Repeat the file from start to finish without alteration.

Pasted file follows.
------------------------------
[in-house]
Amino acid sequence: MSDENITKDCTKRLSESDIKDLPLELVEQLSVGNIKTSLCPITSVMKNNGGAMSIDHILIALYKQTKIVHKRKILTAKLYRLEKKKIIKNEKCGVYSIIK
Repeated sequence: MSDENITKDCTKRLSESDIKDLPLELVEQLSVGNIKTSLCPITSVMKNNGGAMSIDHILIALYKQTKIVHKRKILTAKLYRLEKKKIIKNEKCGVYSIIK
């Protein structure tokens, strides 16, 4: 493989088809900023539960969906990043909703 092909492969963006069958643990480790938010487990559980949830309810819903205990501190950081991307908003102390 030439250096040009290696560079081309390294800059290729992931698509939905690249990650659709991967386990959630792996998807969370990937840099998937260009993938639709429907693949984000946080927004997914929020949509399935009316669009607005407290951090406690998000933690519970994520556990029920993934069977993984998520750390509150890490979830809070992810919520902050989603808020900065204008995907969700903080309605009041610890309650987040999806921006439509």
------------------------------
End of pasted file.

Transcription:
[in-house]
Amino acid sequence: MSDENITKDCTKRLSESDIKDLPLELVEQLSVGNIKTSLCPITSVMKNNGGAMSIDHILIALYKQTKIVHKRKILTAKLYRLEKKKIIKNEKCGVYSIIK
Repeated sequence: MSDENITKDCTKRLSESDIKDLPLELVEQLSVGNIKTSLCPITSVMKNNGGAMSIDHILIALYKQTKIVHKRKILTAKLYRLEKKKIIKNEKCGVYSIIK
């Protein structure tokens, strides 16, 4: 493989088809900023539960969906990043909703 092909492969963006069958643990480790938010487990559980949830309810819903205990501190950081991307908003102390 030439250096040009290696560079081309390294800059290729992931698509939905690249990650659709991967386990959630792996998807969370990937840099998937260009993938639709429907693949984000946080927004997914929020949509399935009316669009607005407290951090406690998000933690519970994520556990029920993934069977993984998520750390509150890490979830809070992810919520902050989603808020900065204008995907969700903080309605009041610890309650987040999806921006439509």